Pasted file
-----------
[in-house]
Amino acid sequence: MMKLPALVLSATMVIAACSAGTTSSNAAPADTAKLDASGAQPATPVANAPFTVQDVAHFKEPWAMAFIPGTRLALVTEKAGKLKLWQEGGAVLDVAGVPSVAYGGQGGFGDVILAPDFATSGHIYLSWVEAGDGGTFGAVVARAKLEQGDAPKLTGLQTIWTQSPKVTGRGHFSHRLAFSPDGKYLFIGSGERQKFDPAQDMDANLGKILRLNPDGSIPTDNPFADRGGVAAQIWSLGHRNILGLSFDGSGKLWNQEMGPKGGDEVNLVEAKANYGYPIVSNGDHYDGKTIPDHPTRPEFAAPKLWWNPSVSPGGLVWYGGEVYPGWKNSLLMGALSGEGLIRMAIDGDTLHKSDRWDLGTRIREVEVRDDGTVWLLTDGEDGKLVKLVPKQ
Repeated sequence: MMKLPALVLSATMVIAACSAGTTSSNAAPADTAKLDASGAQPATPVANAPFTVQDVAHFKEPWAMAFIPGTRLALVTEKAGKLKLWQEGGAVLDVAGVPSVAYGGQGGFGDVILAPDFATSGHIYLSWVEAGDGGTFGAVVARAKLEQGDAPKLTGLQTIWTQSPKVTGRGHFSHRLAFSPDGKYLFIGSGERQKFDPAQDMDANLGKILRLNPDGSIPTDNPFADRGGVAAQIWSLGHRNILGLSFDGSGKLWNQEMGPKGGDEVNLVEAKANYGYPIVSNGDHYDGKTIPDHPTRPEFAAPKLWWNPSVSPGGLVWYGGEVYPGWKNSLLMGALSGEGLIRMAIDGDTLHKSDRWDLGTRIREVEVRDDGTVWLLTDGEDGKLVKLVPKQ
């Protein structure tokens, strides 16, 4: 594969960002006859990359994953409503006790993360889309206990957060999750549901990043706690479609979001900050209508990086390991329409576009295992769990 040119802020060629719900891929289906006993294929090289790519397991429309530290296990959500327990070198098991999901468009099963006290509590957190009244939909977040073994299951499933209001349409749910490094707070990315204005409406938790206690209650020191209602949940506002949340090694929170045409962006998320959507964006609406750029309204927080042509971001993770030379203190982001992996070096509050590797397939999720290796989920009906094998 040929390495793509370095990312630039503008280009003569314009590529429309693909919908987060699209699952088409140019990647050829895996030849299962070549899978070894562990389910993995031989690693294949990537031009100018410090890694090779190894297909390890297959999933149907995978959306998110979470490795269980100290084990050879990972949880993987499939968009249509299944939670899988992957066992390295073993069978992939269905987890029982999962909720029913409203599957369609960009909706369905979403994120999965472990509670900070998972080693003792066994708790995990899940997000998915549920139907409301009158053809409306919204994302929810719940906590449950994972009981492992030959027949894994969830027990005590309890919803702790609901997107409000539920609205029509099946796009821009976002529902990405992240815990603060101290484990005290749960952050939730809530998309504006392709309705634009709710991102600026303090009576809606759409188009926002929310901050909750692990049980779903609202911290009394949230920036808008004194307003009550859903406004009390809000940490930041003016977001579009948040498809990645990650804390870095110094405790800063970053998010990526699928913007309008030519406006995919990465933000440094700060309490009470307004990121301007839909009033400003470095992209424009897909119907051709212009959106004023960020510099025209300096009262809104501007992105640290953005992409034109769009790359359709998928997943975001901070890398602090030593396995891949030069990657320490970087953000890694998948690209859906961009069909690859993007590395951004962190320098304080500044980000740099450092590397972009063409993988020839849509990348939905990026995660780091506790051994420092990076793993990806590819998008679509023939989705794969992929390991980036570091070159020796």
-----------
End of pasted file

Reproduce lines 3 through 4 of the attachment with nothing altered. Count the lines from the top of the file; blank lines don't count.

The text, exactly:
Repeated sequence: MMKLPALVLSATMVIAACSAGTTSSNAAPADTAKLDASGAQPATPVANAPFTVQDVAHFKEPWAMAFIPGTRLALVTEKAGKLKLWQEGGAVLDVAGVPSVAYGGQGGFGDVILAPDFATSGHIYLSWVEAGDGGTFGAVVARAKLEQGDAPKLTGLQTIWTQSPKVTGRGHFSHRLAFSPDGKYLFIGSGERQKFDPAQDMDANLGKILRLNPDGSIPTDNPFADRGGVAAQIWSLGHRNILGLSFDGSGKLWNQEMGPKGGDEVNLVEAKANYGYPIVSNGDHYDGKTIPDHPTRPEFAAPKLWWNPSVSPGGLVWYGGEVYPGWKNSLLMGALSGEGLIRMAIDGDTLHKSDRWDLGTRIREVEVRDDGTVWLLTDGEDGKLVKLVPKQ
């Protein structure tokens, strides 16, 4: 594969960002006859990359994953409503006790993360889309206990957060999750549901990043706690479609979001900050209508990086390991329409576009295992769990 040119802020060629719900891929289906006993294929090289790519397991429309530290296990959500327990070198098991999901468009099963006290509590957190009244939909977040073994299951499933209001349409749910490094707070990315204005409406938790206690209650020191209602949940506002949340090694929170045409962006998320959507964006609406750029309204927080042509971001993770030379203190982001992996070096509050590797397939999720290796989920009906094998 040929390495793509370095990312630039503008280009003569314009590529429309693909919908987060699209699952088409140019990647050829895996030849299962070549899978070894562990389910993995031989690693294949990537031009100018410090890694090779190894297909390890297959999933149907995978959306998110979470490795269980100290084990050879990972949880993987499939968009249509299944939670899988992957066992390295073993069978992939269905987890029982999962909720029913409203599957369609960009909706369905979403994120999965472990509670900070998972080693003792066994708790995990899940997000998915549920139907409301009158053809409306919204994302929810719940906590449950994972009981492992030959027949894994969830027990005590309890919803702790609901997107409000539920609205029509099946796009821009976002529902990405992240815990603060101290484990005290749960952050939730809530998309504006392709309705634009709710991102600026303090009576809606759409188009926002929310901050909750692990049980779903609202911290009394949230920036808008004194307003009550859903406004009390809000940490930041003016977001579009948040498809990645990650804390870095110094405790800063970053998010990526699928913007309008030519406006995919990465933000440094700060309490009470307004990121301007839909009033400003470095992209424009897909119907051709212009959106004023960020510099025209300096009262809104501007992105640290953005992409034109769009790359359709998928997943975001901070890398602090030593396995891949030069990657320490970087953000890694998948690209859906961009069909690859993007590395951004962190320098304080500044980000740099450092590397972009063409993988020839849509990348939905990026995660780091506790051994420092990076793993990806590819998008679509023939989705794969992929390991980036570091070159020796």